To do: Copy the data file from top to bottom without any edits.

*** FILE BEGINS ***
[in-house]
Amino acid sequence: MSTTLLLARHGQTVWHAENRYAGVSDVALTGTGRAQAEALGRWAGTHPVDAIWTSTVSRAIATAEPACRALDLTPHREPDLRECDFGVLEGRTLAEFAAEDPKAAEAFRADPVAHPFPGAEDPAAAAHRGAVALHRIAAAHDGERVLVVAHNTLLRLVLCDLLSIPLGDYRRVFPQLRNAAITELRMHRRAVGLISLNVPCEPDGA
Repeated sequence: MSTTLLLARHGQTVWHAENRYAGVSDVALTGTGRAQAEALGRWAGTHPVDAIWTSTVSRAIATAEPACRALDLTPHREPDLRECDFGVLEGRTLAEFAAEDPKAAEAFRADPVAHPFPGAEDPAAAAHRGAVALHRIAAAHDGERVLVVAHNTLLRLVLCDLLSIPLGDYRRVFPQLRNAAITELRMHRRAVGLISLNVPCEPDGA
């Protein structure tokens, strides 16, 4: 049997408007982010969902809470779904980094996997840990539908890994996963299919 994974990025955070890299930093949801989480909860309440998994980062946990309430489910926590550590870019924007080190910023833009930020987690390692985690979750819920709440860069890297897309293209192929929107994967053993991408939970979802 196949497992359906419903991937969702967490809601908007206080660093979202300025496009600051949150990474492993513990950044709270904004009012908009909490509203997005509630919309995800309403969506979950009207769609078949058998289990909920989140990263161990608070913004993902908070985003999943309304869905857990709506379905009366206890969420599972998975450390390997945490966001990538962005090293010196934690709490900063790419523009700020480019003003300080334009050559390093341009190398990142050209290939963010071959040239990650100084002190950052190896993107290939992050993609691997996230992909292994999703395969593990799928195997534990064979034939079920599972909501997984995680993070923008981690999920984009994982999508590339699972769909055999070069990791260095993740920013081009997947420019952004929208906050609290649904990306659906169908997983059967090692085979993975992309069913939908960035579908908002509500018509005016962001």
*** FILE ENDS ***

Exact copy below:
[in-house]
Amino acid sequence: MSTTLLLARHGQTVWHAENRYAGVSDVALTGTGRAQAEALGRWAGTHPVDAIWTSTVSRAIATAEPACRALDLTPHREPDLRECDFGVLEGRTLAEFAAEDPKAAEAFRADPVAHPFPGAEDPAAAAHRGAVALHRIAAAHDGERVLVVAHNTLLRLVLCDLLSIPLGDYRRVFPQLRNAAITELRMHRRAVGLISLNVPCEPDGA
Repeated sequence: MSTTLLLARHGQTVWHAENRYAGVSDVALTGTGRAQAEALGRWAGTHPVDAIWTSTVSRAIATAEPACRALDLTPHREPDLRECDFGVLEGRTLAEFAAEDPKAAEAFRADPVAHPFPGAEDPAAAAHRGAVALHRIAAAHDGERVLVVAHNTLLRLVLCDLLSIPLGDYRRVFPQLRNAAITELRMHRRAVGLISLNVPCEPDGA
């Protein structure tokens, strides 16, 4: 049997408007982010969902809470779904980094996997840990539908890994996963299919 994974990025955070890299930093949801989480909860309440998994980062946990309430489910926590550590870019924007080190910023833009930020987690390692985690979750819920709440860069890297897309293209192929929107994967053993991408939970979802 196949497992359906419903991937969702967490809601908007206080660093979202300025496009600051949150990474492993513990950044709270904004009012908009909490509203997005509630919309995800309403969506979950009207769609078949058998289990909920989140990263161990608070913004993902908070985003999943309304869905857990709506379905009366206890969420599972998975450390390997945490966001990538962005090293010196934690709490900063790419523009700020480019003003300080334009050559390093341009190398990142050209290939963010071959040239990650100084002190950052190896993107290939992050993609691997996230992909292994999703395969593990799928195997534990064979034939079920599972909501997984995680993070923008981690999920984009994982999508590339699972769909055999070069990791260095993740920013081009997947420019952004929208906050609290649904990306659906169908997983059967090692085979993975992309069913939908960035579908908002509500018509005016962001």